Chris McCune, MSN, RN, SCRN

Using AI to Reduce Diagnostic Errors in Stroke Patients

Diagnostic errors, including missed or delayed diagnosis of vascular events, account for the single largest source of medical harm and death to patients each year. A spotlight is being shone on the opportunity to use advancing technologies like artificial intelligence (AI) to guide informed clinical decision making that will significantly decrease the incidence of missed diagnosis. Recent evidence supports that patients experiencing vascular emergencies like stroke make up some of the most dangerous errors, contributing up to 17.5% of the serious harm rate calculated among dangerous disease cases. This can likely be attributed to the complex presentation of stroke patients, the critical thinking skills needed to properly assess and treat the patients and underutilization of advancing technology like AI to effectively care for this population.

The Current Reality of Stroke Care

Current research supports posterior strokes make up 20% of all ischemic strokes and include a staggering 20-60% miss rate. The hallmark signs and symptoms that accompany anterior ischemic strokes are not always present in posterior strokes and are commonly overlooked or dismissed during assessments by inexperienced caregivers. For example, younger patients presenting with ‘dizziness’ may often be attributed to vertigo as opposed to an acute stroke. Likewise, severity is often underestimated due to variable and non-specific symptomology and localization.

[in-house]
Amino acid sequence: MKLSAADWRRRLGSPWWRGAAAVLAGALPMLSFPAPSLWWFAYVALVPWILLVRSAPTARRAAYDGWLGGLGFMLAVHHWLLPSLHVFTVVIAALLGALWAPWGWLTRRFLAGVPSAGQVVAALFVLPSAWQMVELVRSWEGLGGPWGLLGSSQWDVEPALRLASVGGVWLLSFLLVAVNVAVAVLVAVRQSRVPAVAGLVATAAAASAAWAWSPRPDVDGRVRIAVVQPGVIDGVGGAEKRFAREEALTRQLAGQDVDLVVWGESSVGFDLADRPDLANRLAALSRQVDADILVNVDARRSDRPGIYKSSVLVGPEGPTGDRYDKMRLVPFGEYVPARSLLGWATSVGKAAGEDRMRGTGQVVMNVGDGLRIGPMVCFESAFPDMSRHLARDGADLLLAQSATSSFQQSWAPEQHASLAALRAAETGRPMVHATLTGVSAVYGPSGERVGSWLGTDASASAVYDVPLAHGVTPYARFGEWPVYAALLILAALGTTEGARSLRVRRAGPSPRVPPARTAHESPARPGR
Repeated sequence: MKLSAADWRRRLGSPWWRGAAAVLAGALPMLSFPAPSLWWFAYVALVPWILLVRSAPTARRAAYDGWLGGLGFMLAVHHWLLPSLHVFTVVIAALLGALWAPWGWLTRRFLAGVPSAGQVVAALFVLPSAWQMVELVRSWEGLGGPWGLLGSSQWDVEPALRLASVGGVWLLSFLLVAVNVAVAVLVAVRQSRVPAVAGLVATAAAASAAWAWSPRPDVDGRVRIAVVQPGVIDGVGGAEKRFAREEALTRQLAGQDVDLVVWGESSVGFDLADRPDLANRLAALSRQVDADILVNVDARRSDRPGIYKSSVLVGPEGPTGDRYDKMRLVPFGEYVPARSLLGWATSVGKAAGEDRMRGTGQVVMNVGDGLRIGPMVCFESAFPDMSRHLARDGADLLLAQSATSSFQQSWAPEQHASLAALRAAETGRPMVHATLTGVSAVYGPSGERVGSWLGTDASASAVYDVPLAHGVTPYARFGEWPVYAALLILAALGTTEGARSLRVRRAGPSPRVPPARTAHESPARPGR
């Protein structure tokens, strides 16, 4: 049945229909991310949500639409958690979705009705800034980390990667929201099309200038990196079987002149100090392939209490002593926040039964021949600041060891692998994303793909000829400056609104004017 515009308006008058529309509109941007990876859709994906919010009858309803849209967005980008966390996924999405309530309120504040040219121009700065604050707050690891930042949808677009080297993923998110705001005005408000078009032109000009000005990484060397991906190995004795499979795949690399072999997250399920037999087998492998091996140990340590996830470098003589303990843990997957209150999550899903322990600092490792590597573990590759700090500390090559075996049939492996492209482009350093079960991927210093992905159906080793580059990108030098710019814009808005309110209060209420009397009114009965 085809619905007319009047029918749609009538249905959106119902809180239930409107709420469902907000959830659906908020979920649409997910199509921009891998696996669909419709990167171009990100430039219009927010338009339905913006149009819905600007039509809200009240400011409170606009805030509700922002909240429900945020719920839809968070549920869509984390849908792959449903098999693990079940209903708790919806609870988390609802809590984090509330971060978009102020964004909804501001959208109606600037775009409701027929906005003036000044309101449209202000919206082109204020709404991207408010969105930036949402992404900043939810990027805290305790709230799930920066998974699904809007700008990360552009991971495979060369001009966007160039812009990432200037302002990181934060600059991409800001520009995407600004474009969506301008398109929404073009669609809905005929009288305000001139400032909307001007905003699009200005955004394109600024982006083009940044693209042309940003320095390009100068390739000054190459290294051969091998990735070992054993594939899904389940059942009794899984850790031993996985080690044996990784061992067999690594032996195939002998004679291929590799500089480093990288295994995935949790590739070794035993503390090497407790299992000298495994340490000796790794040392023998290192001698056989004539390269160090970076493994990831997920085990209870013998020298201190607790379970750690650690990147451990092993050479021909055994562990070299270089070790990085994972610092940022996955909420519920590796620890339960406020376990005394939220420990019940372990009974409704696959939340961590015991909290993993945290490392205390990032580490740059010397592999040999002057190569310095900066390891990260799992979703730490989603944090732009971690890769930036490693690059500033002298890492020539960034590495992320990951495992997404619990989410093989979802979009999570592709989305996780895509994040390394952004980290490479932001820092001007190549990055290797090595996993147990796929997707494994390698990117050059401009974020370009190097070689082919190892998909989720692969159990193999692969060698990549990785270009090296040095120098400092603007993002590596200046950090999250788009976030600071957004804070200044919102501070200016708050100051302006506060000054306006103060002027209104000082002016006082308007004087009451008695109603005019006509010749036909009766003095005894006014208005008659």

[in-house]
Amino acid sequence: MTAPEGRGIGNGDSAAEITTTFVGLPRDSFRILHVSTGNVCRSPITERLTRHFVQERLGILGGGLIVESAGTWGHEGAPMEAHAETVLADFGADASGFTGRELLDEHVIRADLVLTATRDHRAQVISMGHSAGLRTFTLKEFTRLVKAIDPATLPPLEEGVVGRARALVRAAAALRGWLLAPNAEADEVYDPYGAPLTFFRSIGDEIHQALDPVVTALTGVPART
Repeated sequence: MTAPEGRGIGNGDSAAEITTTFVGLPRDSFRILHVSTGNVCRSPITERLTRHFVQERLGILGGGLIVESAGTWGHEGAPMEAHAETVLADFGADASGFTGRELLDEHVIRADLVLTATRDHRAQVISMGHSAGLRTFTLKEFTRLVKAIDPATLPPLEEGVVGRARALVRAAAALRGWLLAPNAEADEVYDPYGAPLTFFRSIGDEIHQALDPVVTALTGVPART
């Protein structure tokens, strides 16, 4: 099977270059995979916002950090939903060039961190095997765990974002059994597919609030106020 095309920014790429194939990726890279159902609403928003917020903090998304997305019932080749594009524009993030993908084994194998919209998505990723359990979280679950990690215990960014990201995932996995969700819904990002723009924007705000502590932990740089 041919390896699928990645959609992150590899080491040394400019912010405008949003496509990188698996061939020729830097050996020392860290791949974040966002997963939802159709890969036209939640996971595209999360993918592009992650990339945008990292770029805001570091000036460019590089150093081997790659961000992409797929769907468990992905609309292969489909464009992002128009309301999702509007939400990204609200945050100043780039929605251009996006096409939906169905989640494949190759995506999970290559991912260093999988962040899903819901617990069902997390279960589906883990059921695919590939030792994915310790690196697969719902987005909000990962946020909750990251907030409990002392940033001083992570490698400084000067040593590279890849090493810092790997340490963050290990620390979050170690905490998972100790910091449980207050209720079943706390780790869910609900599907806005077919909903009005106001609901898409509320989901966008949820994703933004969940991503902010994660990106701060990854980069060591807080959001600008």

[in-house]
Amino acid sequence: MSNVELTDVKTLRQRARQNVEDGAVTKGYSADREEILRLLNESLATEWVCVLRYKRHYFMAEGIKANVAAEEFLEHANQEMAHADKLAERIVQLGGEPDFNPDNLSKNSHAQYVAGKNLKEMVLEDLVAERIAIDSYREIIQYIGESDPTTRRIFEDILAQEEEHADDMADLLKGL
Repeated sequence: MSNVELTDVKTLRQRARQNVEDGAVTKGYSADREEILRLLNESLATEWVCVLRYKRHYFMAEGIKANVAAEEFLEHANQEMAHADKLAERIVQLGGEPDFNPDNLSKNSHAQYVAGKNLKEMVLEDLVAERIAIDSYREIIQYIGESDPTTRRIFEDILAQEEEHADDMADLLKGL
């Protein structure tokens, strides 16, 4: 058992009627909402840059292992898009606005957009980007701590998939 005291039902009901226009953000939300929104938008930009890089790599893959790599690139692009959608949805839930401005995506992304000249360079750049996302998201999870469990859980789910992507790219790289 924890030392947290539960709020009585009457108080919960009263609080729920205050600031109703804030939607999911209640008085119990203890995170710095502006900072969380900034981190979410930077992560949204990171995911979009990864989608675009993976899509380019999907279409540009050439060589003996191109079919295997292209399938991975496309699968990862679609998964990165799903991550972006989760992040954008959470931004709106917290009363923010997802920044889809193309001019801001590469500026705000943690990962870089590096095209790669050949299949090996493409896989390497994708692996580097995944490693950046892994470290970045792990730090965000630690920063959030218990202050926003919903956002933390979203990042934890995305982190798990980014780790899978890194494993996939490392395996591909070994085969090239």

Additionally, the incidence of patients presenting to emergency rooms with neurologic issues has increased in recent years, while hospitals presently face staffing shortages and challenges associated with deploying experienced caregiver teams for medical emergencies like strokes. Evidence suggesting inadequate education of stroke warning signs and low awareness of appropriate stroke patient management contribute to the likelihood of misdiagnosis. It is not surprising that ineffective education toward complex neurovascular patients improperly prepares caregivers to apply their knowledge and skills to clinical practice. Supporting evidence shows criftical thinking is currently considered weak among inexperienced medical staff and emphasizes the importance of utilizing available technology to address this gap by enhancing clinical practice.

AI’s Role in Addressing Diagnostic Challenges

Imaging remains central to the diagnosis and management of all stroke types. Predictably, an increase in the probability of correct and timely diagnosis should produce a substantial reduction in the morbidity and mortality associated with diagnostic error and preventable harm. Although quality improvement initiatives focusing on prompt diagnosis and discovering preventability impact are on the rise, clinical support technology like AI offers a beacon of hope to support better informed critical decisions and reduce costly errors.  AI-enabled technologies such as algorithms that alert to critical findings, aid in stroke diagnosis and management and coordinate patient care improve both accuracy and efficiency of clinical care decisions.  

The evidence supporting the use of AI tools in clinical practice to reduce the gaps in treatment and decision making is clear. Using enhanced technology in conjunction with adequate education and developing better clinical assessment skills will properly prepare medical staff to develop the critical thinking needed to care for these vulnerable patient populations.

As organizations work to adopt these technologies into practice, thoughtful consideration must be made to ensure adequate adoption and utilization amongst the care teams. Integrating AI-enabled technology and software solutions into workflows with effectively trained clinical staff can both improve speed and increase diagnostic accuracy of these burdensome and harmful diseases.

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Chris McCune, MSN, RN, SCRN